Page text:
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Wormwood is back on planet Earth. A special agent from the U.S. government has requested his help, so he’s off to Washington to discover just what’s going on—and he’s bringing his old friends along for the ride…
"The Life Of George Washington" is a monumental work on the life of one of the most famous American presidents. Originally published in five volumes between 1853 and 1859, it is a treasure chest of information on Washington and the Civil War. This work is presumeably the most intimate and fascinating biography of a man who worked his way from an Army commander to the first President of the United States. This is volume two out of five.
In this second volume Constance Green describes the development of the local community, its citizens and institutions, through the years following World War II. Particularly interesting is the dominant role played by the Washington Negro community, which had early become the cultural center of American Negro society. The conflicts, ambitions, and antagonisms of this city within a city are here given sympathetic and objective exposition. Originally published in 1963. The Princeton Legacy Library uses the latest print-on-demand technology to again make available previously out-of-print books from the distinguished backlist of Princeton University Press. These editions preserve the original texts of these important books while presenting them in durable paperback and hardcover editions. The goal of the Princeton Legacy Library is to vastly increase access to the rich scholarly heritage found in the thousands of books published by Princeton University Press since its founding in 1905.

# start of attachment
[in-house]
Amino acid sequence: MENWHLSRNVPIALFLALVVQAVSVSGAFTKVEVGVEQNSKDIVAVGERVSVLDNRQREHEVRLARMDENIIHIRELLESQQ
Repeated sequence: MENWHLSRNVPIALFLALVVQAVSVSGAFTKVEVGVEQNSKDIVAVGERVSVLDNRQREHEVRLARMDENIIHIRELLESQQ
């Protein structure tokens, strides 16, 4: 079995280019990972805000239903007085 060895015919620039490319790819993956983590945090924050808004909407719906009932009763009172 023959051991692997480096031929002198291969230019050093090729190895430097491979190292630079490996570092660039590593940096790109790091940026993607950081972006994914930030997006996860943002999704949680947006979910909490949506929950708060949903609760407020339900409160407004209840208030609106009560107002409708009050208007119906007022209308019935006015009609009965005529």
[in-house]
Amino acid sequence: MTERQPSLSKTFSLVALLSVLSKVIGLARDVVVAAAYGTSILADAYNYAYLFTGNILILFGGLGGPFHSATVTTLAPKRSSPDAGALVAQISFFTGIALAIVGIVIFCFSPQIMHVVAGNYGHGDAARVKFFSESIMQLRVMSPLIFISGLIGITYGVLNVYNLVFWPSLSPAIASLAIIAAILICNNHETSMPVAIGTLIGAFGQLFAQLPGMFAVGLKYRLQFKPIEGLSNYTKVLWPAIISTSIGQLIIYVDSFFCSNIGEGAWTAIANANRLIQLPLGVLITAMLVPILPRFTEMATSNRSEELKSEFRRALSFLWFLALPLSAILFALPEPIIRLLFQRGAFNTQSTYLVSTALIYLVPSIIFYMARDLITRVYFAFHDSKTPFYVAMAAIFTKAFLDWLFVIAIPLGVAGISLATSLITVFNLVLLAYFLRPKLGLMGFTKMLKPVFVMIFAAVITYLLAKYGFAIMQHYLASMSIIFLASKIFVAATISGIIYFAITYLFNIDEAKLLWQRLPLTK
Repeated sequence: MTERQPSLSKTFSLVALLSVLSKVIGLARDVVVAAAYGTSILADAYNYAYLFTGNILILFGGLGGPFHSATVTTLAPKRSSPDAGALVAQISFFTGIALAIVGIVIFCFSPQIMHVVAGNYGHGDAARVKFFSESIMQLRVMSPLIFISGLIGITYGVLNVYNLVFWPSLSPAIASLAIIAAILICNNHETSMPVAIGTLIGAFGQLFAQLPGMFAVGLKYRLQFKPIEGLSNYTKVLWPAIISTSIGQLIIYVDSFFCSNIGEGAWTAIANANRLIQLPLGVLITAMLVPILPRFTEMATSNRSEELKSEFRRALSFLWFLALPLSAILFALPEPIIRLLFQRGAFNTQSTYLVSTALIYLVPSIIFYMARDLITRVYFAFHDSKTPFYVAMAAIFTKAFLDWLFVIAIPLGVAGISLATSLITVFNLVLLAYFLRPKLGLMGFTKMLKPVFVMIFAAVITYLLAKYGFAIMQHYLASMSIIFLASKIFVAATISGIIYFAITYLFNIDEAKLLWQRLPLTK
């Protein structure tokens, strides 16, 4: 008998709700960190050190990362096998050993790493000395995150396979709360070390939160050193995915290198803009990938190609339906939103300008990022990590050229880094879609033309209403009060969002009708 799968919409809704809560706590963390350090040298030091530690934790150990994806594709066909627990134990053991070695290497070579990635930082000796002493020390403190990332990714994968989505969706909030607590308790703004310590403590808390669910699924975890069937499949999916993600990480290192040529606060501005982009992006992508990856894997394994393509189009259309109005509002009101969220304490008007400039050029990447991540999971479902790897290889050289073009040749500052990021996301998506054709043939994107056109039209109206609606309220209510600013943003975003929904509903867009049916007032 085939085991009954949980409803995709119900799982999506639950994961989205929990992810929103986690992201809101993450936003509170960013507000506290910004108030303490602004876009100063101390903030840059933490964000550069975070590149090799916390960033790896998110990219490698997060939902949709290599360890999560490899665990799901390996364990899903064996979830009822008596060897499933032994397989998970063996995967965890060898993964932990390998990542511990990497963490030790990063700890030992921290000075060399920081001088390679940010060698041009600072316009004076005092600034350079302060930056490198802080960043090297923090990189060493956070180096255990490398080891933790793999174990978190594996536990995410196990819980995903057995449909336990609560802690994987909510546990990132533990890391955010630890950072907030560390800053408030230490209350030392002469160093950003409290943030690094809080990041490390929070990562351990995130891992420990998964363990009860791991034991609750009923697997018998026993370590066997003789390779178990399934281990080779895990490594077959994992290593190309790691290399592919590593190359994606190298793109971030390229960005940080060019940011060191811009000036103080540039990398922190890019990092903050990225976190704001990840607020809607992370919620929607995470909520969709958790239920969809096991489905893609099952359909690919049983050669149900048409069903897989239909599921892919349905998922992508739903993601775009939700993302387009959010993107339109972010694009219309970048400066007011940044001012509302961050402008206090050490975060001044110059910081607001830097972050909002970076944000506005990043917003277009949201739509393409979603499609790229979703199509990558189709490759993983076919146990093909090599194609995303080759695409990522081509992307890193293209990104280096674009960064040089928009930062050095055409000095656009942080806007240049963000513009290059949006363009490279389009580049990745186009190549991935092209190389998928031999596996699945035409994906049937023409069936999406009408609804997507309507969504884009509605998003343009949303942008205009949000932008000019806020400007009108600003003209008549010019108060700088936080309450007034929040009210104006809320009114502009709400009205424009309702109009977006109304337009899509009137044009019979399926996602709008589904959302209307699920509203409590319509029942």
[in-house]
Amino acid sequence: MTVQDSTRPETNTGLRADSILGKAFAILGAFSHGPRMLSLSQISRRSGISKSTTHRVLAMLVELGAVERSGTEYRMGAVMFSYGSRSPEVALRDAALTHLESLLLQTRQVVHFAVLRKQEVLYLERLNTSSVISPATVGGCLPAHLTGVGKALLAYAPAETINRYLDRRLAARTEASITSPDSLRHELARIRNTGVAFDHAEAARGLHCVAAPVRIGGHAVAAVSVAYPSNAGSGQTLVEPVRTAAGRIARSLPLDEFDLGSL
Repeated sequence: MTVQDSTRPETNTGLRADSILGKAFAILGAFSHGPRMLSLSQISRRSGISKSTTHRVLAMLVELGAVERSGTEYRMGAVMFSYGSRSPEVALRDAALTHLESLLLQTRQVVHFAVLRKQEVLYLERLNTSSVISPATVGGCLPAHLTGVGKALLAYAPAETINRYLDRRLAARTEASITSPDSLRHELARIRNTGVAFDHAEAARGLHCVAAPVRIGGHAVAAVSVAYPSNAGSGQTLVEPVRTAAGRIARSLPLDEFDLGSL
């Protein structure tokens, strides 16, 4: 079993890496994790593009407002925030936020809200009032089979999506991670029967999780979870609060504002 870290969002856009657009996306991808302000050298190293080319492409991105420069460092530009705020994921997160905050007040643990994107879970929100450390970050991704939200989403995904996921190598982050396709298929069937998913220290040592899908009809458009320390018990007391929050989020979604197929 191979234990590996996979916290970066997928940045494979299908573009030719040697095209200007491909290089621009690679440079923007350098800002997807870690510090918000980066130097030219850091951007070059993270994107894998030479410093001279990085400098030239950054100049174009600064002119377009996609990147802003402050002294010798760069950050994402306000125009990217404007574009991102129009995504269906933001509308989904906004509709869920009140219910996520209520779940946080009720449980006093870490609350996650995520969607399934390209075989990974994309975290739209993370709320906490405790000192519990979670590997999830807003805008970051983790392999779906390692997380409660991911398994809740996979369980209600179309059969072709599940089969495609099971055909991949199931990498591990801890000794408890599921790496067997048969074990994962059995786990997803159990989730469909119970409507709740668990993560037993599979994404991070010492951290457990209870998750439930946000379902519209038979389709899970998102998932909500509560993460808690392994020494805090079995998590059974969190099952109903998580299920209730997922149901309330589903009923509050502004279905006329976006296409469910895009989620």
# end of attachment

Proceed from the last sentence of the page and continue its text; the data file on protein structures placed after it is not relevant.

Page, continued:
Presents in documents and annotation the myriad military and political matters with which Washington dealt during the Revolutionary War period. This volume in the series opens with Washington headquartered at the Continental army's encampment at Middlebrook, New Jersey, the location of the main British force, where he could survey the country between Perth Amboy and New Brunswick while keeping an eye on the road to Philadelphia. Annotation copyrighted by Book News, Inc., Portland, OR
The memoirs and accounts of the Black educator are presented with letters, speeches, personal documents, and other writings reflecting his life and career.
Students read a high-interest nonfiction article, strengthen comprehension skills by responding to follow-up questions, study a primary source document, and demonstrate critical-thinking skills through document-based questions.
In 1902, Andrew Carnegie founded the Carnegie Institution of Washington, to support innovative science research. Since its creation two years later, the Department of Terrestrial Magnetism has undertaken a broad range of research from terrestrial magnetism, ionospheric physics and geochemistry to biophysics, radio astronomy and planetary science. This second volume in a series of five histories of the Carnegie Institution describes the people and events, the challenges and successes that the Department has witnessed over the last century. Contemporary photographs illustrate some of the remarkable expeditions and instruments developed in pursuit of scientific understanding, from sailing ships to nuclear particle accelerators and radio telescopes to mass spectrometers. These photographs show an evolution of scientific progress through the century, often done under trying, even exciting circumstances.